Smith & Koroyd Sue Burton For Use of WaveCel in Helmets

Jul 19, 2021
by James Smurthwaite  
Smith Rover Helmet Review by Vernon Felton

Smith and Koroyd have jointly filed an intellectual property lawsuit against Burton for the use of Wavecel in its products.

Wavecel is a rotational and impact protection insert developed by Bontrager and was first released in March 2019. Burton, a company that specializes in snowboard equipment, announced it would also be using the technology in its new Anon helmet line at the start of this year. Koroyd is also a protective insert, but instead of rubber-like waves it uses extruded tubes to absorb impacts.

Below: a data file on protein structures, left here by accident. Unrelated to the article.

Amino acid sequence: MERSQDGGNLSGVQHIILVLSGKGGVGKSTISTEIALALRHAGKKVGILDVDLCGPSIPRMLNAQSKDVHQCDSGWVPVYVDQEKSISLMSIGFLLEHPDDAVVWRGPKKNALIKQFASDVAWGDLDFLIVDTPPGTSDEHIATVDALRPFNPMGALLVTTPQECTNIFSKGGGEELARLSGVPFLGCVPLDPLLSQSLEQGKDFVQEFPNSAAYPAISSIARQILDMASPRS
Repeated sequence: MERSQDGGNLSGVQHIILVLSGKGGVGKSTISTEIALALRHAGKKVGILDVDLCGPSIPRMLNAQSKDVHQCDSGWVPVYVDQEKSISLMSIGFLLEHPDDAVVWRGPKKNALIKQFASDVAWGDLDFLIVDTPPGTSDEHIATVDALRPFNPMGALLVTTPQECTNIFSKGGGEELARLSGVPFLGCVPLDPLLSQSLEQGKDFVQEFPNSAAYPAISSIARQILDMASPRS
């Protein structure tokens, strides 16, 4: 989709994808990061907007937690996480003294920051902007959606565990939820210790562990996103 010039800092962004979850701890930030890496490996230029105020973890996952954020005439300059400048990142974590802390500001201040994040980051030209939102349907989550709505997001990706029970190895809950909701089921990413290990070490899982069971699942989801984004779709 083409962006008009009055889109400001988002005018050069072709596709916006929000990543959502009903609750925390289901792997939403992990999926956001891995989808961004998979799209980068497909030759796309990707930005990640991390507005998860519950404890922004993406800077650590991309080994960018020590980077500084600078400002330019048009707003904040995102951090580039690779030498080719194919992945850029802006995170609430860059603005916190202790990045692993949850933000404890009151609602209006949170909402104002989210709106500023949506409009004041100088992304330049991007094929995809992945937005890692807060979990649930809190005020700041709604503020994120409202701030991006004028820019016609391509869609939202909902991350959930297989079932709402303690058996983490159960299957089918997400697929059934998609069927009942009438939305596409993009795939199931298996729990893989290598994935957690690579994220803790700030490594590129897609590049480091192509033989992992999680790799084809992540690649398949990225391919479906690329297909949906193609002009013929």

The suit has been filed at the U.S. District Court for the District of Utah and accuses Burton of infringing US Patent No.10,736, 373 through its importing and selling of Anon helmets in the United States. A separate lawsuit is also being filed by Koroyd in Germany against Burton also based on IP infringement. The patent that Burton is claimed to have infringed is for a "Helmet with shock absorbing inserts", filed on August 13, 2013. It's not clear exactly where the patent has been infringed at this moment in time.

According to a press release, Burton was asked to respect Smith and Koroyd's patent rights before it launched its Anon products however, after Burton decided to continue with the launch, Smith and Kororyd began legal action against it.